Take a look at our example projects:
We have different example projects on GitHub that help you start:
This repository is the most simple example with Spring integration. It exists out of a backend module and a frontend module with a shared module containing the background job. The frontend module enqueues new background jobs which are being processed by the background module.
This repository contains an example on how to generate a lot of salary slips each Sunday evening using a recurring job.
Do you want to scale and get the processing done faster? In this example we use Terraform to define infrastructure as code and setup a Kubernetes cluster with 10 instances of JobRunr. More info? See also the accompanying blog post.
There are also other example projects available - you can find them here: https://github.com/jobrunr?q=example
Or follow along!
The complete example below can be found here: https://github.com/jobrunr/example-fluent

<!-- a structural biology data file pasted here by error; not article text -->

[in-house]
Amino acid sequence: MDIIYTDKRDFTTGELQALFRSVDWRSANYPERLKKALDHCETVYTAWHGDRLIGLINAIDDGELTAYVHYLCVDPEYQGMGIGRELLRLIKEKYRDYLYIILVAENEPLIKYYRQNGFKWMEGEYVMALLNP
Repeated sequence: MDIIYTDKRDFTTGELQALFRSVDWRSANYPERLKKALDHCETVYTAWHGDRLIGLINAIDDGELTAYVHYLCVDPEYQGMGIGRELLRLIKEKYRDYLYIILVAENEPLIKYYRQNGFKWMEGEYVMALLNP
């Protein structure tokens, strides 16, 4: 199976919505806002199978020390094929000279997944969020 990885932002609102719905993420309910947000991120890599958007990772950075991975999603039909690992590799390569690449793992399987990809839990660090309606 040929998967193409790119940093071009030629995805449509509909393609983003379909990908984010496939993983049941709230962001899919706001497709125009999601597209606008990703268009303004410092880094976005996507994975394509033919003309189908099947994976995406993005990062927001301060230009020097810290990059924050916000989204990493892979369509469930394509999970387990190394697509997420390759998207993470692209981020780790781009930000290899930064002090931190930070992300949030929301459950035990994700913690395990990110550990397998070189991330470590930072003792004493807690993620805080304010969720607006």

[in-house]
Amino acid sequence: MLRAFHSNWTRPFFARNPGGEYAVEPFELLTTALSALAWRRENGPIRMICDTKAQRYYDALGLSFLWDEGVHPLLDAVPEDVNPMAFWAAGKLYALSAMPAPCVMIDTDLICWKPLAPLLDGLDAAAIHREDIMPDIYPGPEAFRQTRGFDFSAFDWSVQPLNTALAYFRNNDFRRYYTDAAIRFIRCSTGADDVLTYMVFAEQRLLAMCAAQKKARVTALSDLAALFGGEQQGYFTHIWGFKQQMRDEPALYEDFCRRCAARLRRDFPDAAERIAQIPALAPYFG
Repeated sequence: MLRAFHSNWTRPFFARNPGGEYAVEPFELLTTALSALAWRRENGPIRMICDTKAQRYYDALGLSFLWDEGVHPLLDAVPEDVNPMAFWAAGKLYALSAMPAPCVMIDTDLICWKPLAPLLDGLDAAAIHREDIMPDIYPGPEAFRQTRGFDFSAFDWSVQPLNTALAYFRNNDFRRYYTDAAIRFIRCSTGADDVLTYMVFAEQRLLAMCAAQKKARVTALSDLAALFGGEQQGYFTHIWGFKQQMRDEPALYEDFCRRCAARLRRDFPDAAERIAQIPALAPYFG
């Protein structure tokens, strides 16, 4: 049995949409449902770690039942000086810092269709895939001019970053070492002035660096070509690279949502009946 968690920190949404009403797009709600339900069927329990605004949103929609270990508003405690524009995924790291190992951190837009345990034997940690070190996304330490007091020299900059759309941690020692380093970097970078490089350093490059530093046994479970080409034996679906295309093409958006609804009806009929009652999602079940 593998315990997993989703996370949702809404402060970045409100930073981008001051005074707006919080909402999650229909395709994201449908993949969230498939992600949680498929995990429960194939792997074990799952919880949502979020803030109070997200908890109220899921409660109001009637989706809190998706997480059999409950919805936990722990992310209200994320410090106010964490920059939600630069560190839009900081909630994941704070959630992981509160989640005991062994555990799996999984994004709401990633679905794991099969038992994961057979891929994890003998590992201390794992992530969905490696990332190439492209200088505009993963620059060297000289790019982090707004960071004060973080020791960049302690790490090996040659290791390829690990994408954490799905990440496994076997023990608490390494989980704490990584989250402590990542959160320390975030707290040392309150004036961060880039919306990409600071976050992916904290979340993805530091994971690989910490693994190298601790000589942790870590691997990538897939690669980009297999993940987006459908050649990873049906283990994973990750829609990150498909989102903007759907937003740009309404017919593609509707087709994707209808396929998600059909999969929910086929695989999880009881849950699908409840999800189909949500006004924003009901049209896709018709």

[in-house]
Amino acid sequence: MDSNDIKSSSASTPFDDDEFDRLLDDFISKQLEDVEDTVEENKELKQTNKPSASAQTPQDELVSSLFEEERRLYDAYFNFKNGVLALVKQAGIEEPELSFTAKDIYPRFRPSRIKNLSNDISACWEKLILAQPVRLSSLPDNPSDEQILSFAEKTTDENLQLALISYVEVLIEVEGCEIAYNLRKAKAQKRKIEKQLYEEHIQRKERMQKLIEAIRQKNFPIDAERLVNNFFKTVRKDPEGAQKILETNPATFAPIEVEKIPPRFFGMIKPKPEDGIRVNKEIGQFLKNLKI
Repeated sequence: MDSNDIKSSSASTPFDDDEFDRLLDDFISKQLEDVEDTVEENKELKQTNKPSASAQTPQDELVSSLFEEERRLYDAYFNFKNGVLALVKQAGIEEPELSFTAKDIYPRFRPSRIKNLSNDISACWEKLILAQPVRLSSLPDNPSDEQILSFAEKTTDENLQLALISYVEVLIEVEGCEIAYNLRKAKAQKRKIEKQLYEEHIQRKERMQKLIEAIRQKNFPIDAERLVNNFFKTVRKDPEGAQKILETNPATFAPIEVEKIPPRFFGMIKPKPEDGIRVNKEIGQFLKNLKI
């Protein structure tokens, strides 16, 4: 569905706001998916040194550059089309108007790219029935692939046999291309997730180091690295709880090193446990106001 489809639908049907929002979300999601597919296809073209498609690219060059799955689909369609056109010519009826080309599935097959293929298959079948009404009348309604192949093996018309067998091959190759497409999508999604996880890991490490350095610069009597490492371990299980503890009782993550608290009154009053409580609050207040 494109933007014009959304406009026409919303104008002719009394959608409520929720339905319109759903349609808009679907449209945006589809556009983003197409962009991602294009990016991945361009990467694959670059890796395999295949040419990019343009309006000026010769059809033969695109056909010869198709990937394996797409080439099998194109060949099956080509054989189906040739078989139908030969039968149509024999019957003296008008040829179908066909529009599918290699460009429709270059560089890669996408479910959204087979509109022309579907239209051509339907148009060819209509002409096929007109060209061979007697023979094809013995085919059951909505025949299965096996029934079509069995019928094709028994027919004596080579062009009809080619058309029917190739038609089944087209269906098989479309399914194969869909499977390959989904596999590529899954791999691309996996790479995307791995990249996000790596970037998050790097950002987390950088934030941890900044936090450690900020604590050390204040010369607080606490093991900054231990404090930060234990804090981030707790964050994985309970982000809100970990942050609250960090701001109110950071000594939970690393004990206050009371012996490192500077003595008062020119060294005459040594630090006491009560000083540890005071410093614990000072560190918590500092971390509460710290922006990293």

Add the JobRunr dependency to your project
Using your build tool of choice, add the dependency to the following artifact:
Choose your storage system and configure JobRunr
InMemoryStorageProvider (or any other DataSource or supported StorageProvider) and pass it to JobRunr:
JobRunr.configure() .useJobActivator(applicationContext::getBean) .useStorageProvider(new InMemoryStorageProvider()) .useBackgroundJobServer() .useDashboard() .initialize();
Start enqueueing jobs!
BackgroundJob.enqueue(() -> System.out.println("Simple!"));
And monitor them
Using your browser, go to the JobRunr dashboard located at http://localhost:8000/dashboard.
JobRunr would not have existed without some other projects and I want to give them credits.